US beef recall: safety, cruelty and record size

Even in the world of giant beef recalls in the US this one stands out: 143 million pounds. This dwarfs (by a factor of four) the previous recall record of 35 million pounds, and as the AP report observes, amounts to two hamburgers for every man, woman and child in the United States. This one has an added twist: not just safety but animal cruelty:

The federal agency said the recall will affect beef products dating to February 1, 2006, that came from Chino [California]-based Westland/Hallmark Meat Co., which supplies meat to the federal school lunch program and to some major fast-food chains.

Secretary of Agriculture Ed Schafer said his department has evidence that Westland did not routinely contact its veterinarian when cattle became non-ambulatory after passing inspection, violating health regulations.

"Because the cattle did not receive complete and proper inspection, Food Safety and Inspection Service has determined them to be unfit for human food and the company is conducting a recall," Schafer said in a statement.


Federal officials suspended operations at Westland/Hallmark after an undercover video surfaced showing crippled and sick animals being shoved with forklifts.

Authorities said the video showed workers kicking, shocking and otherwise abusing "downer" animals that were apparently too sick or injured to walk into the slaughterhouse. Some animals had water forced down their throats, San Bernardino County prosecutor Michael Ramos said. (AP via CNN)

It sounds like this has been going on for some time and was only stopped because of the video. Since the USDA has said that their inspectors are at the slaughterhouse "continuously," we don't know why this wasn't caught sooner. Or maybe we do. While the inspectors are USDA employees, their salary is paid by the slaughterhouse. At least that used to be the practice. Whatever is done now, they don't seem to be watching too closely. "Downer cattle" are supposed to be excluded from the food supply, not tortured into it. Why?

Federal regulations call for keeping downed cattle out of the food supply because they may pose a higher risk of contamination from E. coli, salmonella or mad cow disease because they typically wallow in feces and their immune systems are often weak.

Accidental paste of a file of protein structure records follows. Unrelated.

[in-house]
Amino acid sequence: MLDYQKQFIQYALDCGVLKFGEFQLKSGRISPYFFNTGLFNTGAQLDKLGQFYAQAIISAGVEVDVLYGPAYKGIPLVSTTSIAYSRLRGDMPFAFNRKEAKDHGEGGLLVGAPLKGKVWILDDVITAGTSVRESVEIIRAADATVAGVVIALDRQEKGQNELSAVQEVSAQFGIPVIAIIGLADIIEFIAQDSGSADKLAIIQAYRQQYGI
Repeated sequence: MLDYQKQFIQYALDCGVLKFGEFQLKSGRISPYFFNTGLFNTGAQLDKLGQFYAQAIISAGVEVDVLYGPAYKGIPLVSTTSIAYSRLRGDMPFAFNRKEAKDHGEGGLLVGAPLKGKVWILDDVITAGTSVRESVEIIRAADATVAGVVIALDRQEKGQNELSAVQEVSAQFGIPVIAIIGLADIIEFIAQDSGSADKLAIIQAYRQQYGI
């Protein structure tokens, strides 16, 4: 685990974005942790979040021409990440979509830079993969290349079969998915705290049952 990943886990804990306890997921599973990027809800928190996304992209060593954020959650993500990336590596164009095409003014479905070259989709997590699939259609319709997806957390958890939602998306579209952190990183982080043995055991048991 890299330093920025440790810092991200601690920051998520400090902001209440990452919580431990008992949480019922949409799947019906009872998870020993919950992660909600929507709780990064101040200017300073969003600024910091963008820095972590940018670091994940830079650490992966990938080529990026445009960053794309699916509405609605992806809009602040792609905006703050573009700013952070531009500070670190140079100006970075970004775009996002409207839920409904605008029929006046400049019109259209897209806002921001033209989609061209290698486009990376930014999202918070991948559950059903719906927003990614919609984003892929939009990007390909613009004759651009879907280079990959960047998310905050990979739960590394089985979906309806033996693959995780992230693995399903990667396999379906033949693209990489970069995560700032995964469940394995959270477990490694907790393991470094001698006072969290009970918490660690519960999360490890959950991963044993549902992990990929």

USDA apparently has no idea how much product is "out there" or where it is. They now think most of it has probably been eaten. (See also USDA Q&A here). About 37 million pounds went into the School Lunch Program alone (150 school districts). The AP article mentions two fast food chains, Jack-in-the-Box and In-N-Out Burger as Hallmark customers, while McDonald's and Burger King are not (according to the companies, anyway).

The Bush administration, the Republicans (and some Democrats) in congress, and the meat industry are foes of government regulation. On principle. So I guess this is all right with them.

More like this

If you havenât heard yet, USDA has ordered the largest meat recall in U.S. history â 143 million pounds of beef from the Hallmark/Westland Meat Packing Company. USDA officials believe that the meat distributed by the company poses little or no hazard to consumers, which is fortunate, because much…
In the LA Times, Victoria Kim follows up on the issue of USDA inspections related to the record-setting beef recall. The terrible practices caught on tape at the Hallmark slaughterhouse evidently occurred under the nose of USDA inspectors, and Kimâs article explains how this can happen:…
The Whole Foods chain is recalling fresh ground beef sold in several states between June 2 and August 6, 2008 after seven people in Massachusetts were sickened by E. coli 0157:H7 that was linked to the meat. Illnesses have also been reported in 11 other states, DC, and Canada. The meat came from…